Archive for the ‘Second Empire’ Category

Tate Block (1890)

Monday, October 24th, 2016 Posted in Commercial Buildings, New London, Second Empire | No Comments »

Tate Block, New London

The Tate Block, originally known as Tate’s Building, is a commercial block at 187-195 (aka 185) Bank Street in New London. It was built in 1890 on a site that was once the gardens of the neighboring Jonathan Starr House, built a century earlier.

William Chalker House (1803)

Monday, May 9th, 2016 Posted in Houses, Old Saybrook, Second Empire | No Comments »

Chalker House

The house at 1146 Boston Post Road in Old Saybrook was built c. 1800-1803 for William Chalker. It originally stood on the opposite side of the street but was moved and an addition built when the road was straightened later on in the nineteenth century. Around that time the house was acquired by Daniel C. Spencer.

A wealthy merchant, Daniel Chapman Spencer (1823-1906) started his business career as a store clerk and then was a traveling salesman with a stock of goods carried in a peddler’s wagon. He then worked for Moulton, Plympton, Williams & Co., one of the leading wholesale dry goods firms of New York. After that company went out of business he moved on to Claflin, Mellen & Co. in New York, at the time the second largest dry goods store in the United States and soon to become the largest. He ran the company‘s notion department for thirteen years, until he broke down from the strain and decided to retire on January 1, 1868. He chose to retire to his hometown of Old Saybrook. As described in the History of Middlesex County, Connecticut with Biographical Sketches of Its Prominent Men (1884):

Mr. Spencer had previously purchased a number of acres contiguous to the old homestead property in Saybrook, known as the Chalker farm. Here he retired to spend his days. The old place was enlarged and improved and soon made to “blossom like a rose.” The meadows were turned into cranberry patches on which he spent several thousand dollars in working and improving. He surrounded his residence with trees and flowers until it now has the appearance of fairy land. Amid these surroundings he soon recovered his health and then devoted his energies to making such public improvements in the town as should tend to attract others to this beautiful spot selected by Col. Fenwick as the “garden spot of the earth,” more than two hundred years ago.

Spencer owned greenhouses across the street from the Chalker House. He was also involved in the development of the Borough of Fenwick, including the building of the hotel known as Fenwick Hall.

The Chalker-Spencer House was altered around 1880 when the original roof was replaced by a Mansard roof. It was later used as a boarding house.

Morgan-Lockwood House (1860)

Friday, April 1st, 2016 Posted in Houses, Norwalk, Second Empire | No Comments »

3 East Wall St., Norwalk

The Morgan-Lockwood House is a French Second Empire-style residence with a Mansard roof located at 3 East Wall Street in Norwalk. The house, which is now “Wall Street Manor” apartments (it was divided into smaller units in 1944), was built c. 1860. It has a Colonial Revival veranda added c. 1900.

Mrs. Zalmon Wakeman House (1871)

Monday, March 14th, 2016 Posted in Fairfield, Houses, Second Empire | No Comments »

Mrs. Zalmon Wakeman House

The house at 418 Harbor Road in Southport was built in 1871 by W. W. Wakeman for Mrs. Zalmon Wakeman and her daughters Mary and Frances Wakeman. Zalmon Bradley Wakeman (1803-1865) was a prominent sea captain and ship-owner. He married Sarah Ann Fowler (1806-1873) on March 3, 1829. The Wakeman sisters lived in the house until 1913.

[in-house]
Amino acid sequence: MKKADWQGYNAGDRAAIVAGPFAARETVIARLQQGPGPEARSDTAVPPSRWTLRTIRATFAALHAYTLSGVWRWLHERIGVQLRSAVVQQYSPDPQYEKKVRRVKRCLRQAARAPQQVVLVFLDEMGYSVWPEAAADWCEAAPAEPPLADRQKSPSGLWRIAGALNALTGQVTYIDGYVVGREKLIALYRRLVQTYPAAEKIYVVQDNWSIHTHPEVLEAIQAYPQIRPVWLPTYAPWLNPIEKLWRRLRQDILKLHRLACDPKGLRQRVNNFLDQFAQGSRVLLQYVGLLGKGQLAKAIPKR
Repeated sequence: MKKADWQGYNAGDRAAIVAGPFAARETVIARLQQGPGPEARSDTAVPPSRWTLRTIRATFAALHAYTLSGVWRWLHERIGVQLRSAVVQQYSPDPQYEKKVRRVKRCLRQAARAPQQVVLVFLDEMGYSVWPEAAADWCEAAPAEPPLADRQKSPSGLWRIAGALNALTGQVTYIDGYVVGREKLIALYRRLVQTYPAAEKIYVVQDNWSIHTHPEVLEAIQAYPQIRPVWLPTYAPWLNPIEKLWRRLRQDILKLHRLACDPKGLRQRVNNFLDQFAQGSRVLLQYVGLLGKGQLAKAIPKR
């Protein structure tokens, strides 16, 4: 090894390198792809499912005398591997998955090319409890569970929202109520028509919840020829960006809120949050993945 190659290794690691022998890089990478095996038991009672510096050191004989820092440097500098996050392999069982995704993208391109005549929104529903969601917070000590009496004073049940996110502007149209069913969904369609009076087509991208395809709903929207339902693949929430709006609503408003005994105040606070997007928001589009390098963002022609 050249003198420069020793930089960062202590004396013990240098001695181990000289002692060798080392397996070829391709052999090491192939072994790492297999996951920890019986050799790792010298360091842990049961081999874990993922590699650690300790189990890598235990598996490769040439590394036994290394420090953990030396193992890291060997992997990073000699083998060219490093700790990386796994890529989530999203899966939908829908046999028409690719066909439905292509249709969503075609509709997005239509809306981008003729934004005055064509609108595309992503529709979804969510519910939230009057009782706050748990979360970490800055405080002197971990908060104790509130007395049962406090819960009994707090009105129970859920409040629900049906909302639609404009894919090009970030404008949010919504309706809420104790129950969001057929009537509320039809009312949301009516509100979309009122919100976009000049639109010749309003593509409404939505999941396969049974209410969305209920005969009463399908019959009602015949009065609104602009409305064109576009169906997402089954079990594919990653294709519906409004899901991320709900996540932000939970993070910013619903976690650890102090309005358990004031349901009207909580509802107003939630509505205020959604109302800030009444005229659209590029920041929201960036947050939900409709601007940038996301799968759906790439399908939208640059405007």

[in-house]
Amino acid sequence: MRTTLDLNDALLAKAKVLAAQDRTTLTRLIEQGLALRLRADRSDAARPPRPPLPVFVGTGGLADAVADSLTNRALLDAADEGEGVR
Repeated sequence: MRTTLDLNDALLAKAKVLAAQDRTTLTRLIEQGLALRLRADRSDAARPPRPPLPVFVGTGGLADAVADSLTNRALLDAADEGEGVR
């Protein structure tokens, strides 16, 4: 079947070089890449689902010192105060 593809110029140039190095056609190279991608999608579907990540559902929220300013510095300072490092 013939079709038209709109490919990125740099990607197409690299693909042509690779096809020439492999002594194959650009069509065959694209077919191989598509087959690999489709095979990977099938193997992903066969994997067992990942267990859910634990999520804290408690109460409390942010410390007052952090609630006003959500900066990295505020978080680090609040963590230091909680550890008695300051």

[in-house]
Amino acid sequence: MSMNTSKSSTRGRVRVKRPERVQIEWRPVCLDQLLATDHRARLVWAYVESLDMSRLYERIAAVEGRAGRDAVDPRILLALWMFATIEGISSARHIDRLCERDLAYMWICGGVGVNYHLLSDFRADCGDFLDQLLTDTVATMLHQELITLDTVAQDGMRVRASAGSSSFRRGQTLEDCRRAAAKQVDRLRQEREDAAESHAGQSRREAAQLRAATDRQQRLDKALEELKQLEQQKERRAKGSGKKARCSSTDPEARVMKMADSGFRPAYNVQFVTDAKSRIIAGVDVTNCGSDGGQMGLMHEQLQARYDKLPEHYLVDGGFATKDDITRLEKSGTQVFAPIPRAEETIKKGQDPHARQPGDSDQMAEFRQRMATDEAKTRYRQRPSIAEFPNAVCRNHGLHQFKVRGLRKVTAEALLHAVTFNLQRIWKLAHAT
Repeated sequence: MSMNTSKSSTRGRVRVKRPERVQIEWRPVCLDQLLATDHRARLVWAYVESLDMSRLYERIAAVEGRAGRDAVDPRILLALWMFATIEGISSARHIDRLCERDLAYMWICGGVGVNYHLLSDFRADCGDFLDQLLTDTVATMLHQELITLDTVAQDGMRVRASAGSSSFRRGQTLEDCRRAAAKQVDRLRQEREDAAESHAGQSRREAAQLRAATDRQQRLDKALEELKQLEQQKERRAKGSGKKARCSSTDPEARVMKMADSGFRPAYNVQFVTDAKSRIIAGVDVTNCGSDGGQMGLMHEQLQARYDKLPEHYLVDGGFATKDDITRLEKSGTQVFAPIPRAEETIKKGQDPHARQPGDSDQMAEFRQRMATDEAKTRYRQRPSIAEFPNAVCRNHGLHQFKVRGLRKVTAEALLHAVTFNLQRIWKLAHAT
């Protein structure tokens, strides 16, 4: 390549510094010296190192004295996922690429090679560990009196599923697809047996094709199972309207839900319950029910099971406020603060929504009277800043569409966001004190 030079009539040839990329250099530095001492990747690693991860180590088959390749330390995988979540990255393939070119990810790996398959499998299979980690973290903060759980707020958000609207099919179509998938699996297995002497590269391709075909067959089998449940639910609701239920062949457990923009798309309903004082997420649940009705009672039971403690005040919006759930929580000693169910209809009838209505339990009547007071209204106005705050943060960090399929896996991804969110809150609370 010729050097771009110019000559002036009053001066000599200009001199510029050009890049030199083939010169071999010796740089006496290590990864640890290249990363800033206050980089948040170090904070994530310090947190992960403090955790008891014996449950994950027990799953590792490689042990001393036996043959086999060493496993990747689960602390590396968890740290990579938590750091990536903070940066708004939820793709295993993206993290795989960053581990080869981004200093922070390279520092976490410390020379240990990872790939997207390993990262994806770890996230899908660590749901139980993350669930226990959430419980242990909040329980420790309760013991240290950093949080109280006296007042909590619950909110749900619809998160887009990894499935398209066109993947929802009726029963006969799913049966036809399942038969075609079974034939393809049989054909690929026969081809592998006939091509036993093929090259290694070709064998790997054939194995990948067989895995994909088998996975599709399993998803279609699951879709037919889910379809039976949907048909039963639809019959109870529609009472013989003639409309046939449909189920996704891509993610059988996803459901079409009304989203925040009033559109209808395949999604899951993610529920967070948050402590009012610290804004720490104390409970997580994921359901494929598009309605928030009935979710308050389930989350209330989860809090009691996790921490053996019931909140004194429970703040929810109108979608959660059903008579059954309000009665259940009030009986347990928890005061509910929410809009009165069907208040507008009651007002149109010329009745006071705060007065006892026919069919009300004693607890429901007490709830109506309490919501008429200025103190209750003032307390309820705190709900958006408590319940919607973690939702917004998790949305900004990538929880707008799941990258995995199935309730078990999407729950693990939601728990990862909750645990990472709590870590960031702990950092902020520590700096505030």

St. John’s Episcopal Church Rectory, North Haven (1855)

Monday, January 11th, 2016 Posted in Houses, North Haven, Second Empire | No Comments »

St. John's Church Rectory

At 1 Trumbull Place in North Haven is the rectory (priest’s residence) of St. John’s Episcopal Church. The rectory was built in 1855 and the third floor and mansard roof were added in the 1880s. As related in North Haven Annals (1892), by Sheldon B. Thorpe:

On the removal of Mr. [Rev. Alonzo G.] Shears to New Haven, the Rev. Seth Davis came from Woodbury, Conn., and officiated part of the time. During his term the present rectory was built—-1855-—and he was its first occupant. He remained two years and was succeeded by the Rev. Joseph Scott. This clergyman was the first, in the long list of clergymen, to be “called” as rector. He gave his whole time to the people and became greatly beloved by them. His salary was $500 and the use of the rectory.

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Allen Nichols House (1848)

Monday, May 25th, 2015 Posted in Fairfield, Gothic, Houses, Second Empire | No Comments »

Allen Nichols House (1848)

At 494 Harbor Road in Southport in the town of Fairfield is a Gothic Revival house built in 1848 for Allen Nichols, who was in the dry goods business. The house was later remodeled in the Second Empire style and had a cupola, since removed. Nearby are two other houses built by members of the Nichols family.

Mrs. Benjamin Pomeroy House (1869)

Thursday, April 9th, 2015 Posted in Fairfield, Houses, Second Empire | No Comments »

Benjamin Pomeroy House, 658 Pequot Road

Mrs. Benjamin Pomeroy, the wife of a shipping merchant, had the house at 658 Pequot Avenue in Southport erected for herself and her daughters. The Second Empire-style house, which features an elaborate front porch and mansard roof, was designed by the architectural firm of Lambert & Bunnell. Constructed in 1868-1869, the house’s builder was Gamaliel Bradford of Fairfield. The house remained in the family until 1946. The house’s carriage house was erected around the same time as the main house.